The importance of the Mau Forest cannot be understated which is why the SWT has funded a second anti-poaching team to help keep the Mau safe. Located in the heart of Kenya’s Rift Valley, this special ecosystem forms the largest canopy forest ecosystem in the country and is the single most important water catchment in western Kenya. The Mau Forest is home to 650 elephants and countless other species, but its presence fuels life all over Kenya.
In the face of relentless human expansion, Kenya’s forests are increasingly under threat — and the Mau Forest is no exception. Pressures like land encroachment for settlements and forest degradation through grazing, fires, illegal logging, and poaching had taken a serious toll on the forest and its wild inhabitants. With that in mind, we teamed up with the Mara Elephant Project to establish the Mau Anti-Poaching team in January 2018 and we have recently funded a second team that, after extensive training, became operational in December. Now, as we mark two years of our presence in the Mau Forest, the SWT/MEP Mau Anti-Poaching teams continue to exemplify the impact that boots on the ground can have in an unprotected area.
For indeed, the original Mau Anti-Poaching team's impact was immediate. Not only did the team support the arrest of poachers, the seizure of ivory, and the removal of snares and other contraband, but their mere presence acted as a powerful deterrent. In the second half of 2019, the team focused on habitat protection. They recovered 767 pieces of cedar, arrested 24 suspects for illegal logging or charcoaling, destroyed 60 kilns and 102 sacks of charcoal, confiscated one pit saw, removed 79 snares, and confiscated numerous poison arrows.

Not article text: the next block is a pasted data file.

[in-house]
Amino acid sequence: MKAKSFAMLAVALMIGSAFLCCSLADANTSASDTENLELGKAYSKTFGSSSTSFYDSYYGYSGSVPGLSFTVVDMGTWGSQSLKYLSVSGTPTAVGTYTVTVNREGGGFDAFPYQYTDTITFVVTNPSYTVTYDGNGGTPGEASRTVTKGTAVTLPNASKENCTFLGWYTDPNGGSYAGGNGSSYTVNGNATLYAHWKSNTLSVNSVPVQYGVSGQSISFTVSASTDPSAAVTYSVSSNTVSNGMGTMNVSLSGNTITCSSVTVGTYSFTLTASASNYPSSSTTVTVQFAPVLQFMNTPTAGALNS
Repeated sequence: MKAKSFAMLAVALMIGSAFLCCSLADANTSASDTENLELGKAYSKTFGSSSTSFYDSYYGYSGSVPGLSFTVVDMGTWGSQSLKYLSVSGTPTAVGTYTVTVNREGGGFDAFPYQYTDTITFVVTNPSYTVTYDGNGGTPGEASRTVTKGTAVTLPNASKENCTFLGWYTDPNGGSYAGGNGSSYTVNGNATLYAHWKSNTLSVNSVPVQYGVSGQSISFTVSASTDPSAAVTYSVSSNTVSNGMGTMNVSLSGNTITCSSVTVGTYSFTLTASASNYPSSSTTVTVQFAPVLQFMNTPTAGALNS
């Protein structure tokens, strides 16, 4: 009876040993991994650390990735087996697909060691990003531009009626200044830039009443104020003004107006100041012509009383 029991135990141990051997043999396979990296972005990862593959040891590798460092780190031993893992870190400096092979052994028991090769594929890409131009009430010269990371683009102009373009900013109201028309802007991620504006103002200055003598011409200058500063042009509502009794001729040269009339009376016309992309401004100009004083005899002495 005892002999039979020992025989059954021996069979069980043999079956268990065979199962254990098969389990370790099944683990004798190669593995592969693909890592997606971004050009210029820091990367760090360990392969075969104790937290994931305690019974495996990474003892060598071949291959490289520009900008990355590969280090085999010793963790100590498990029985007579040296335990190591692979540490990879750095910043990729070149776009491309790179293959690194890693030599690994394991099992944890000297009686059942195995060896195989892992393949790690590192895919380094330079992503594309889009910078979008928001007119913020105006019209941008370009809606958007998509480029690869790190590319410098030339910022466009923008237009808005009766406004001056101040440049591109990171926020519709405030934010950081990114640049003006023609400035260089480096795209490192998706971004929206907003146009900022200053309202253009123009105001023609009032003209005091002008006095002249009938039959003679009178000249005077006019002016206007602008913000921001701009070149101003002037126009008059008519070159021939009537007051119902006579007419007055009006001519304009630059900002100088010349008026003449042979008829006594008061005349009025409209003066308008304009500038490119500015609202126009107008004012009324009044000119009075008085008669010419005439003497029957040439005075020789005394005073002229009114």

One of the most impressive aspects of the program is the buy-in from local communities. There was a huge turnout for the recruitment for the second team. Each of the nine rangers selected went through a rigorous six-week training course, which covered navigation, field craft, radio communications, patrol medic, intel procedures, drills, Kenya wildlife laws, and securing a crime scene. All the recruits passed and were deployed on the 22nd December. Earlier this week, they were honored during a parade at the Niarotia KFS forest station, which gave the community and local administration the opportunity to meet the new team.
Looking forward into 2020, we plan to deploy both Mau Anti-Poaching teams to new areas of operation within the forest. We are also focusing patrols in the newly reclaimed areas to ensure that no one returns. The MEP helicopter has been been instrumental in supporting the ground teams and MEP will continue to conduct aerial patrols and support field operations.
Over the last 24 months, our original Mau Anti-Poaching team has been extremely helpful in rectifying years of abuse in this critical area and now even more can be achieved with a second team. When ecosystems like the Mau Forest are able to thrive, everyone benefits. Our continued presence there will ensure that this critical wilderness remains just that — wild.